ML Applications

Using AI to detect COVID-19 misinformation and exploitative content

May 12, 2020

The COVID-19 pandemic is an incredibly complex and rapidly evolving global public health emergency. Facebook is committed to preventing the spread of false and misleading information on our platforms. Misinformation about the disease can evolve as rapidly as the headlines in the news and can be hard to distinguish from legitimate reporting. The same piece of misinformation can appear in slightly different forms, such as as an image modified with a few pixels cropped or augmented with a filter. And these variations can be unintentional or the result of someone’s deliberate attempt to avoid detection. Furthermore, it is also important to avoid miscategorizing legitimate content as misinformation, because it could prevent people from being able to express themselves on our platforms.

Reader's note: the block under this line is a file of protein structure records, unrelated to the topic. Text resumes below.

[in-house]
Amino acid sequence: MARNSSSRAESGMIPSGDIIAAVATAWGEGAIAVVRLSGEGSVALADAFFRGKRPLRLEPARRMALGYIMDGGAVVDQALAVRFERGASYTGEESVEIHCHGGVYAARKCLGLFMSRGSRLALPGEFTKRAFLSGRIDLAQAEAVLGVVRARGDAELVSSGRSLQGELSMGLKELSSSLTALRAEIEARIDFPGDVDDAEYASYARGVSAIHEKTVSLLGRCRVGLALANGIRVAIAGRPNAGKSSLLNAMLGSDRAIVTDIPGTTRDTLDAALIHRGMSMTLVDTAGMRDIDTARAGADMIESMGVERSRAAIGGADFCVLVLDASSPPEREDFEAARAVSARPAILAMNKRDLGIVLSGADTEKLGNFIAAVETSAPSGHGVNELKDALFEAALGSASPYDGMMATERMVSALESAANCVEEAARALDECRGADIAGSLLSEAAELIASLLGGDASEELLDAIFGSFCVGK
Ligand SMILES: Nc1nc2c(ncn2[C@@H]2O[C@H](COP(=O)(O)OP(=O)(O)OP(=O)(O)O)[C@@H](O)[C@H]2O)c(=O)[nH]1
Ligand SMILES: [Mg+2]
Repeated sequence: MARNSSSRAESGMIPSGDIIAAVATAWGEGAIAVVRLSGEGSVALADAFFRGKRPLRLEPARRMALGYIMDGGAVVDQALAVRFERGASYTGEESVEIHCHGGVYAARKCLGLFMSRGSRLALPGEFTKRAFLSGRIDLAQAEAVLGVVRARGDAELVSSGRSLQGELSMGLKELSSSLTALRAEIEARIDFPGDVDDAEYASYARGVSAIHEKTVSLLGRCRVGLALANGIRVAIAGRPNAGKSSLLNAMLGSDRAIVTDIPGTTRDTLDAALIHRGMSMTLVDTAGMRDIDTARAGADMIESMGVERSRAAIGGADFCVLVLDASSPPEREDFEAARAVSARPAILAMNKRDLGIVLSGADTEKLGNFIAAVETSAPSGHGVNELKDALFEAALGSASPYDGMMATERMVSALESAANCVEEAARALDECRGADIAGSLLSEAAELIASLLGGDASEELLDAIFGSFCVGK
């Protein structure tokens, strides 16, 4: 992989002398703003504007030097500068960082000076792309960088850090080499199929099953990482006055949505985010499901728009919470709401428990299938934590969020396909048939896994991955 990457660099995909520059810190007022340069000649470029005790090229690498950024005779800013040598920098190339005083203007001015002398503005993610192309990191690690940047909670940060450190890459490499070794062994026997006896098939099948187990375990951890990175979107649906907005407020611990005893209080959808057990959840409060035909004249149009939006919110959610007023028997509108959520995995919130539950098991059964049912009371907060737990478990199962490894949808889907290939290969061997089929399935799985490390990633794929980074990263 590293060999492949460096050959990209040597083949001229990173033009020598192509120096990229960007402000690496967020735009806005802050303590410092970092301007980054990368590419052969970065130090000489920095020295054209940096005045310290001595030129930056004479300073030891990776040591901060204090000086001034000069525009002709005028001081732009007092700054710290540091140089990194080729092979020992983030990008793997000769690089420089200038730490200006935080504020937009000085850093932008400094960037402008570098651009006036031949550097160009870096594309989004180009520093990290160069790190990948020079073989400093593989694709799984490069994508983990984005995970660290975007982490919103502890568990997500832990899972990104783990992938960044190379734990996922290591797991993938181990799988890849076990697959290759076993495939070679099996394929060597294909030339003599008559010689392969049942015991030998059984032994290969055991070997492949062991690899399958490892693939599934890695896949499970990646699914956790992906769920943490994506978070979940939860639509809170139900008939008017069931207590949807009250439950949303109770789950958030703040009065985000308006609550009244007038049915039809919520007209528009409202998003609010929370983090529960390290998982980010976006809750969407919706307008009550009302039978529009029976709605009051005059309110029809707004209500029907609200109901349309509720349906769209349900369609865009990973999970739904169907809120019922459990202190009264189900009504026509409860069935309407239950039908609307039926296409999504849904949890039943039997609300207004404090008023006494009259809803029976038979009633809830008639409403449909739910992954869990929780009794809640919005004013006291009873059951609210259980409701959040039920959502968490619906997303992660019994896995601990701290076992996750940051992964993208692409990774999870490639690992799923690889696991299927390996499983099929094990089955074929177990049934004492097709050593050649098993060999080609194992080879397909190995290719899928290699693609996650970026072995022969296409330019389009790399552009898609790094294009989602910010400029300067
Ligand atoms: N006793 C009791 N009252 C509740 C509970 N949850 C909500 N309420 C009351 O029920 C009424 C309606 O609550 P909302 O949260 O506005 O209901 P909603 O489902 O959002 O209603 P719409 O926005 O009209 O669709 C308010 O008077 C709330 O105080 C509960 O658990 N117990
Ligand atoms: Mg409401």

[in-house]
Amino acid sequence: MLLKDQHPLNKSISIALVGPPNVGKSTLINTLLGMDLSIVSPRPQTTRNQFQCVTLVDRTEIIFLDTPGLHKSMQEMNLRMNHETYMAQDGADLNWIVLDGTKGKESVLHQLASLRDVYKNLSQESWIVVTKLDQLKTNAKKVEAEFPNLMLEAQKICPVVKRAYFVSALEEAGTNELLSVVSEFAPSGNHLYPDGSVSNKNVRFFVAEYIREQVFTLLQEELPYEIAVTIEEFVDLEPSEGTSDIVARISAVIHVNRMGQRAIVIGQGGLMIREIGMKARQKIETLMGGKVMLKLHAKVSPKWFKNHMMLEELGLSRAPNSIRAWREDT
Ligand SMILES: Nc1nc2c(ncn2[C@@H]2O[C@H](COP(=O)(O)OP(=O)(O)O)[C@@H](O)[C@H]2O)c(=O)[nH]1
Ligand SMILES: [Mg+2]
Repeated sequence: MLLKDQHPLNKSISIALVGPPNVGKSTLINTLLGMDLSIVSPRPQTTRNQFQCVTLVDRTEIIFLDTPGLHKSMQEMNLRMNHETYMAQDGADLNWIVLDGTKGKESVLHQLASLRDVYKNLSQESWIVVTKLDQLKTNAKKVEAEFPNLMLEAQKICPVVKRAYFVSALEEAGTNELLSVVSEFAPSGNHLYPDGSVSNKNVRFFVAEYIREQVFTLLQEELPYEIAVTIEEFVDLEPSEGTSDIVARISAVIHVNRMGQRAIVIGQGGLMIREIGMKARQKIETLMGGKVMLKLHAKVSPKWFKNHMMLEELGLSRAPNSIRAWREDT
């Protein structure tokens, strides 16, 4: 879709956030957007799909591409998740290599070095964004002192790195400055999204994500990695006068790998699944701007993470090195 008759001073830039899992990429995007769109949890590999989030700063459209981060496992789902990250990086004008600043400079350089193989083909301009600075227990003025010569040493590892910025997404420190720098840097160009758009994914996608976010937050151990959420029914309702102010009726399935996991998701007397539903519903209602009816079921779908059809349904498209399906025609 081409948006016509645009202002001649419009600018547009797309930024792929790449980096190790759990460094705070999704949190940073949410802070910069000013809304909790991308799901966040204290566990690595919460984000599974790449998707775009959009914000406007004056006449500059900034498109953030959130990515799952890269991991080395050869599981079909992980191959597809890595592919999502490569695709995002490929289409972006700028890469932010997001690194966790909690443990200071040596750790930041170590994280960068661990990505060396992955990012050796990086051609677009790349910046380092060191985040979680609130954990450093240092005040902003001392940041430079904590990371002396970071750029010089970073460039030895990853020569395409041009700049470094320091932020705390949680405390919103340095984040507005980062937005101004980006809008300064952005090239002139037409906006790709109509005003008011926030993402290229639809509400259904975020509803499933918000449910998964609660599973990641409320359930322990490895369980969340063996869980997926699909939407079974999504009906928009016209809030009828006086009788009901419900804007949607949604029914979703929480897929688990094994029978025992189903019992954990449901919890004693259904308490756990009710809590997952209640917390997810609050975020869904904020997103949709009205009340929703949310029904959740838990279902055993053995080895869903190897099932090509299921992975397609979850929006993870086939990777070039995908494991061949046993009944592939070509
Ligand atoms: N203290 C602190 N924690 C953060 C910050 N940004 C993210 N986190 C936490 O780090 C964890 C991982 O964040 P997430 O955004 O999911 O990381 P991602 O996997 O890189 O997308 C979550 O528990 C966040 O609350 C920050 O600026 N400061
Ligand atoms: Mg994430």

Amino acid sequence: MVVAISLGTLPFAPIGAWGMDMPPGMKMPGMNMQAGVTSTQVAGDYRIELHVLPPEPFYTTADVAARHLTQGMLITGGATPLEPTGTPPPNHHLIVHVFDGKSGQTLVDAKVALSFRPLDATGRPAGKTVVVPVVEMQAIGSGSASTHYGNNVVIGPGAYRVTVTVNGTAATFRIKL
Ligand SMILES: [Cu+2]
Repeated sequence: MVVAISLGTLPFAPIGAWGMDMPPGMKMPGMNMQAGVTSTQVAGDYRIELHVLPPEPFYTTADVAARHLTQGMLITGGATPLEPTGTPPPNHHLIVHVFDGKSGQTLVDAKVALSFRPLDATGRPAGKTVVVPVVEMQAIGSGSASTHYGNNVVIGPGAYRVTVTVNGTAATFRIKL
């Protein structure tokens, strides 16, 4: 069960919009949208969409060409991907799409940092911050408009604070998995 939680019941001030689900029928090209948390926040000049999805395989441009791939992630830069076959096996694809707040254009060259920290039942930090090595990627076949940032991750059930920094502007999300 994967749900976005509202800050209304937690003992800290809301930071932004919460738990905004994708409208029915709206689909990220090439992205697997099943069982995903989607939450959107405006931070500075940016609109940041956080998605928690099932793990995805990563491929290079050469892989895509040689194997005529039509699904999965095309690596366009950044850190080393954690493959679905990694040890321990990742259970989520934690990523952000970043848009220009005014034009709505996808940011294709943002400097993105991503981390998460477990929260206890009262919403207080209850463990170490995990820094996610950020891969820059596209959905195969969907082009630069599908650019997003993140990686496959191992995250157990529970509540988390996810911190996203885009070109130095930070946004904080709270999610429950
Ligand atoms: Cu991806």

AI is a crucial tool to address these challenges and prevent the spread of misinformation, because it allows us to leverage and scale the work of the independent fact-checkers who review content on our services. We work with over 60 fact-checking organizations around the world that review content in more than 50 languages. Since the pandemic began, we’ve used our current AI systems and deployed new ones to take COVID-19-related material our fact-checking partners have flagged as misinformation and then detect copies when someone tries to share them.

In addition to detecting misinformation, our AI systems are helping us with other challenges related to the pandemic. We have built new computer vision classifiers to help enforce our temporary ban of ads and commerce listings for medical face masks and other products. Because people sometimes modify their ads for these products to try to sneak them past our systems, we are also using local feature-based instance matching to find these instances of manipulated media at scale. In many cases, we can then take action proactively — before anyone has even flagged it to us.